Katie adds that glasses are a great opportunity to make a real feature of your eyes. “Your glasses aren’t covering anything, if anything you notice your eyes more,” she says. “It’s all about creating light.” To achieve this brightening effect, cream-based highlighters are the ultimate beauty illusionist. Try tapping a little highlighter under the brows and the inner corner of your eyes (especially if your frames are quite dark) to really make your eyes pop.
Eyeliner is another great way to make a feature of your eyes – Katie suggests using a darker shade for added depth and definition. “You can always just do a little smudgy line across the top lash line, maybe blend it out into the outer corner, just to give your eyes a bit of lift.” Again, this is where a cream-based eyeshadow comes into its own – you don’t need to create a precise line. Soft and smudgy is the aim, which is great news if you struggle with fiddly eyeliner pens.
Mascara-smudged lenses are par for the course for any seasoned specs-wearer. To counteract this, Katie advises prioritising curl over length. “A good tip is to curl your lashes – especially if you have particularly long lashes.” The key here is that you’re lifting your lashes out of the way so they won’t nudge against your lenses. Katie has more tips for when it’s time to wield the mascara wand. “Application-wise I’d look down, and have the mirror underneath your chin, at a 45-degree angle,” she says. “Then you can see better to lift up and brush your lashes.” A welcome bonus is that lifted lashes will instantly make your eyes look bigger, brighter and wider.
The final trick? Always remember to let your mascara dry before putting your glasses back on. And just like that, vision-impairing mascara smudges are a distant memory.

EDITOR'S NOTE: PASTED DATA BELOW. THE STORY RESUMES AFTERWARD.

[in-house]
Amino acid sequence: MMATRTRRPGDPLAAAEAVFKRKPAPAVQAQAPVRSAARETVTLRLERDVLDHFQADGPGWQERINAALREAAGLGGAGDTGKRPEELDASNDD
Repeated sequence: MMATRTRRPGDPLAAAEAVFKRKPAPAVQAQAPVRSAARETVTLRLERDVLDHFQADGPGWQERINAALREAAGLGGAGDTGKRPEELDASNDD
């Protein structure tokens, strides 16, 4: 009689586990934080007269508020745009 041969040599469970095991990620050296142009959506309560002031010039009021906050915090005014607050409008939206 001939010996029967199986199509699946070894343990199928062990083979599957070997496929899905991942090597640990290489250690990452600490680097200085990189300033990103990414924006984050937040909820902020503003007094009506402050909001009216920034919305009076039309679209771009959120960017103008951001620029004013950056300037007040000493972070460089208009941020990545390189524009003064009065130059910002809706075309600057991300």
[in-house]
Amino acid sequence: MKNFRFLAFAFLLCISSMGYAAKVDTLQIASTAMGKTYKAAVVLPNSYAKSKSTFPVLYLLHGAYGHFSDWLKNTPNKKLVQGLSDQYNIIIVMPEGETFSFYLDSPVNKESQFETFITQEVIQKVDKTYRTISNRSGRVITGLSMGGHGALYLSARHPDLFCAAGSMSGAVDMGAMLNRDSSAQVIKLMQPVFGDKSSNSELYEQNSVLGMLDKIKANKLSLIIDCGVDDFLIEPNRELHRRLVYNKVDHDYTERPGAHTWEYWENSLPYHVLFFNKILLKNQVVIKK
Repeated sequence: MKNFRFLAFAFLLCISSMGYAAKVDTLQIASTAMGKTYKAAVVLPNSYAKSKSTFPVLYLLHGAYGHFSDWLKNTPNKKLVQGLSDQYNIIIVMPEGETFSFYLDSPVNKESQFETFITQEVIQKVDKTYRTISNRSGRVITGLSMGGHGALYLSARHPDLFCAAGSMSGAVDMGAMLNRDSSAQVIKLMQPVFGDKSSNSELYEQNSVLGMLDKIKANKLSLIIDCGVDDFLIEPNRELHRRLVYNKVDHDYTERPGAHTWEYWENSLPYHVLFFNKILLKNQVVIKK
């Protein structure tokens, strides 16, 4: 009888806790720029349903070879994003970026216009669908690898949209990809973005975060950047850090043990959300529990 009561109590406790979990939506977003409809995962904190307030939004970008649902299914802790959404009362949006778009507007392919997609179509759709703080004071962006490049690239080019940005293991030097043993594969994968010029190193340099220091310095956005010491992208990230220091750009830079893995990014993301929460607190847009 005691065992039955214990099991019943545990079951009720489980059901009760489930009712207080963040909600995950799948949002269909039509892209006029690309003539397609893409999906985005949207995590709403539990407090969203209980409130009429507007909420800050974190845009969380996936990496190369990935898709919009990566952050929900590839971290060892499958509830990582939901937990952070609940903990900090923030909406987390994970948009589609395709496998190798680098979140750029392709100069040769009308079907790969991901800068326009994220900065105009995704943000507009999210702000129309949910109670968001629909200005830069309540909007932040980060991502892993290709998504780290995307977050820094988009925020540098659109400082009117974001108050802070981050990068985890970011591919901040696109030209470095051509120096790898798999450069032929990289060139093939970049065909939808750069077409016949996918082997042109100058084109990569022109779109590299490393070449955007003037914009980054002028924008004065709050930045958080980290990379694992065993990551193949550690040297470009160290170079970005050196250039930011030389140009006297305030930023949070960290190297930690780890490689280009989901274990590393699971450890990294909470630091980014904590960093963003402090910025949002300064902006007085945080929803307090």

While statement-making glasses are a brilliant way to frame your eyes, they can also cast dark shadows that emphasise tiredness. Similarly, while your lenses are a fabulous window to your eyes, they can have an adverse effect, acting as a metaphorical arrow pointing directly to any pesky dark circles. Katie’s top trick? “Mix a little bit of under-eye concealer with a cream-based highlighter and apply it under the eye to really illuminate.” This light-reflecting duo will counteract any darkness and instantly make you look wide awake.
Your eyebrows are the frames of your face, but when you wear glasses, they can encroach on your eyebrows’ territory. “The key is that you don’t need to go quite so heavy with your brows; you don’t want to fight with your frames,” explains Katie. “Keep your brows beautifully groomed and defined, rather than feeling like you need to go in heavy and do a big bold brow.”
Now that you’re well-versed in the tips and tricks that will help you overcome any challenges, it’s time to create a beautiful eye look that will do your frames justice. Take a peek at our step-by-step breakdown for an eyeshadow look with serious specs appeal.
Use your ring finger to apply a soft, shimmering cream-based eyeshadow shade along your lid and then blend up towards your brow bone. Your first shade should always be one that’s bright and fresh to counteract any shadows cast by your frames.
Take a soft blending brush and use it to apply a deeper shade to the outer corner of your eyelid in a V-shape. Use your brush to buff and blend the eyeshadow into your crease. This will give your eyes a touch of definition to help them stand out beneath your glasses.
Without picking up any more eyeshadow, use the same brush to blend what’s left on the bristles along your lower lash line, working from the outer corner of your eye inwards.
Grab an eyeliner brush and with a darker eyeshadow shade, apply a soft and smudgy line along your upper lash line. When you reach the outer corner of your eye, slightly twist the brush outwards and upwards to create a flick – this will give your eyes a little lift.
Tap a little cream-based highlighter under your brow bone and in the inner corners of your eyes for instant brightening that will counteract any shadows and make your eyes pop.
Mix your under-eye concealer with a little cream-based highlighter and dot it under your eyes. Then blend, blend, blend. This will brighten any darkness and make you look wide awake.
Curl your lashes and finish with lashings of mascara. Brush the wand through your upper lashes, coating them from root to tip. Then, use the end of the wand to wiggle the mascara through your lower lashes. For extra oomph, add a second coat.
Give your mascara a few minutes to dry before popping your glasses back on to admire your masterpiece.